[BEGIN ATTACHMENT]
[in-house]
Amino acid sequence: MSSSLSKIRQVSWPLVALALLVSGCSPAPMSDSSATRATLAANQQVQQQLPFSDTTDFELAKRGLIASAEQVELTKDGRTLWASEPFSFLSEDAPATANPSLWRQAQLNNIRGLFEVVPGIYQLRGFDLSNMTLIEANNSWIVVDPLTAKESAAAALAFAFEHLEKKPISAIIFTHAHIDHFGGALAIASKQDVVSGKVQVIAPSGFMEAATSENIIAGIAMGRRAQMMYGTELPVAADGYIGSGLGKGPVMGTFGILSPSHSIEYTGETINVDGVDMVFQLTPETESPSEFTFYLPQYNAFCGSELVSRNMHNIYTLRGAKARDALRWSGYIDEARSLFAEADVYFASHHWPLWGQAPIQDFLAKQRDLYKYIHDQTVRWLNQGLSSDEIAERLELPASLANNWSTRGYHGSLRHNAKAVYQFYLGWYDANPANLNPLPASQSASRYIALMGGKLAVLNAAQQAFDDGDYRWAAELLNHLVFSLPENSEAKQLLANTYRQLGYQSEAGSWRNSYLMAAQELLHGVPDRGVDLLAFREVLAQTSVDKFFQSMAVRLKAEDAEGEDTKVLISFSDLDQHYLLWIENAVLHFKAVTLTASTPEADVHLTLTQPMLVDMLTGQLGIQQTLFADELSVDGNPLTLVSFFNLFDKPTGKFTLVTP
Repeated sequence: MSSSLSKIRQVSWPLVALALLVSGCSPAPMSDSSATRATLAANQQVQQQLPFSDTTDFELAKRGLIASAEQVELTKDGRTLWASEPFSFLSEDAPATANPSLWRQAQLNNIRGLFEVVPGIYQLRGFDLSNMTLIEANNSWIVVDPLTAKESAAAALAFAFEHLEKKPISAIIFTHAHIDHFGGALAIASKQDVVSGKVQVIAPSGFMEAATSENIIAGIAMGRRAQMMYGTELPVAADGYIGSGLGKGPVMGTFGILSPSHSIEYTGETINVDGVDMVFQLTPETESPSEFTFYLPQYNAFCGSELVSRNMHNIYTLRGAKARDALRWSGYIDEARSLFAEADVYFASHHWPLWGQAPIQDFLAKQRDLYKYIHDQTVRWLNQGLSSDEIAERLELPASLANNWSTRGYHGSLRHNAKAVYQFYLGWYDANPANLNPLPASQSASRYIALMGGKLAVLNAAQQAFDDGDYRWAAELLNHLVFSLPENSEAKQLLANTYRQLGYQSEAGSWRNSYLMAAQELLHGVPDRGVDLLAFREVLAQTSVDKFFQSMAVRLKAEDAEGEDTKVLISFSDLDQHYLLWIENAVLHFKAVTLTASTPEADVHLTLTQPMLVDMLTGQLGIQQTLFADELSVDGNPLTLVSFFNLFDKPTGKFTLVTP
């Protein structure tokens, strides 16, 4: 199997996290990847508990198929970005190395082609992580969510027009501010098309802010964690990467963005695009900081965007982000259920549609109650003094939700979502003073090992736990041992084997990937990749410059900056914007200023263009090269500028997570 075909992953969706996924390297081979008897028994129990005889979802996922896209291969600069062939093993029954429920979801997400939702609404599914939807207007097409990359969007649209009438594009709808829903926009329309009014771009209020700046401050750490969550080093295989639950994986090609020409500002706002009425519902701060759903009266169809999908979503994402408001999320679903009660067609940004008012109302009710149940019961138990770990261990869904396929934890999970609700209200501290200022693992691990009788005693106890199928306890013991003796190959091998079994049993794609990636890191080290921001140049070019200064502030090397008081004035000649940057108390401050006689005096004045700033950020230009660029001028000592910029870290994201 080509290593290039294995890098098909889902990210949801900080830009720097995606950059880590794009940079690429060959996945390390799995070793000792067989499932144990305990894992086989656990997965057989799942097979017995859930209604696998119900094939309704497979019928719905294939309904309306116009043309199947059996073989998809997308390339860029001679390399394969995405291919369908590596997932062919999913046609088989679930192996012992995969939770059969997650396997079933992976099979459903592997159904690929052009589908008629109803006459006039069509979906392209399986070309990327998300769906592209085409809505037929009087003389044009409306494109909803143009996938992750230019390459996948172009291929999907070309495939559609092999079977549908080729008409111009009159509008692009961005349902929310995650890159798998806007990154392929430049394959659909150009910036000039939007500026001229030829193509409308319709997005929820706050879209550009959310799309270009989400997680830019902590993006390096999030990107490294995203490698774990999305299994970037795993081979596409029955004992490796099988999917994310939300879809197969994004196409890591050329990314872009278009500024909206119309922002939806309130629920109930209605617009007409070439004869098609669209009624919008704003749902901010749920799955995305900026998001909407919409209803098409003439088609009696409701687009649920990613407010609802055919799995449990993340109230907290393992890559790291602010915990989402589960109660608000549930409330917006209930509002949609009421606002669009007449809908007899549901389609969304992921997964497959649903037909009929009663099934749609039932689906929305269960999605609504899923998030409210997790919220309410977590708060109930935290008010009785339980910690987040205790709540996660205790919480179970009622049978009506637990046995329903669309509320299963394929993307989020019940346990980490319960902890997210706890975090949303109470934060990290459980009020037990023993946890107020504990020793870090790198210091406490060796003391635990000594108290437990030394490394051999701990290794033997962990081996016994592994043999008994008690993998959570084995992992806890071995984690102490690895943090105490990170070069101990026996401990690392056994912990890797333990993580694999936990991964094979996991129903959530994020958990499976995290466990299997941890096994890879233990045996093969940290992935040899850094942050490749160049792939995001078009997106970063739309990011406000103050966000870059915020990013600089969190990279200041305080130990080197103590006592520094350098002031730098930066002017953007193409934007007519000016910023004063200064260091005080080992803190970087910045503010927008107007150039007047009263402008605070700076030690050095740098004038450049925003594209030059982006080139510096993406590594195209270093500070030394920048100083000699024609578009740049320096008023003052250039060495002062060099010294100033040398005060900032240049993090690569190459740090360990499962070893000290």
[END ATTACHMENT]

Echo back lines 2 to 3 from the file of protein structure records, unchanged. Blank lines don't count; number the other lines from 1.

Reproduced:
Amino acid sequence: MSSSLSKIRQVSWPLVALALLVSGCSPAPMSDSSATRATLAANQQVQQQLPFSDTTDFELAKRGLIASAEQVELTKDGRTLWASEPFSFLSEDAPATANPSLWRQAQLNNIRGLFEVVPGIYQLRGFDLSNMTLIEANNSWIVVDPLTAKESAAAALAFAFEHLEKKPISAIIFTHAHIDHFGGALAIASKQDVVSGKVQVIAPSGFMEAATSENIIAGIAMGRRAQMMYGTELPVAADGYIGSGLGKGPVMGTFGILSPSHSIEYTGETINVDGVDMVFQLTPETESPSEFTFYLPQYNAFCGSELVSRNMHNIYTLRGAKARDALRWSGYIDEARSLFAEADVYFASHHWPLWGQAPIQDFLAKQRDLYKYIHDQTVRWLNQGLSSDEIAERLELPASLANNWSTRGYHGSLRHNAKAVYQFYLGWYDANPANLNPLPASQSASRYIALMGGKLAVLNAAQQAFDDGDYRWAAELLNHLVFSLPENSEAKQLLANTYRQLGYQSEAGSWRNSYLMAAQELLHGVPDRGVDLLAFREVLAQTSVDKFFQSMAVRLKAEDAEGEDTKVLISFSDLDQHYLLWIENAVLHFKAVTLTASTPEADVHLTLTQPMLVDMLTGQLGIQQTLFADELSVDGNPLTLVSFFNLFDKPTGKFTLVTP
Repeated sequence: MSSSLSKIRQVSWPLVALALLVSGCSPAPMSDSSATRATLAANQQVQQQLPFSDTTDFELAKRGLIASAEQVELTKDGRTLWASEPFSFLSEDAPATANPSLWRQAQLNNIRGLFEVVPGIYQLRGFDLSNMTLIEANNSWIVVDPLTAKESAAAALAFAFEHLEKKPISAIIFTHAHIDHFGGALAIASKQDVVSGKVQVIAPSGFMEAATSENIIAGIAMGRRAQMMYGTELPVAADGYIGSGLGKGPVMGTFGILSPSHSIEYTGETINVDGVDMVFQLTPETESPSEFTFYLPQYNAFCGSELVSRNMHNIYTLRGAKARDALRWSGYIDEARSLFAEADVYFASHHWPLWGQAPIQDFLAKQRDLYKYIHDQTVRWLNQGLSSDEIAERLELPASLANNWSTRGYHGSLRHNAKAVYQFYLGWYDANPANLNPLPASQSASRYIALMGGKLAVLNAAQQAFDDGDYRWAAELLNHLVFSLPENSEAKQLLANTYRQLGYQSEAGSWRNSYLMAAQELLHGVPDRGVDLLAFREVLAQTSVDKFFQSMAVRLKAEDAEGEDTKVLISFSDLDQHYLLWIENAVLHFKAVTLTASTPEADVHLTLTQPMLVDMLTGQLGIQQTLFADELSVDGNPLTLVSFFNLFDKPTGKFTLVTP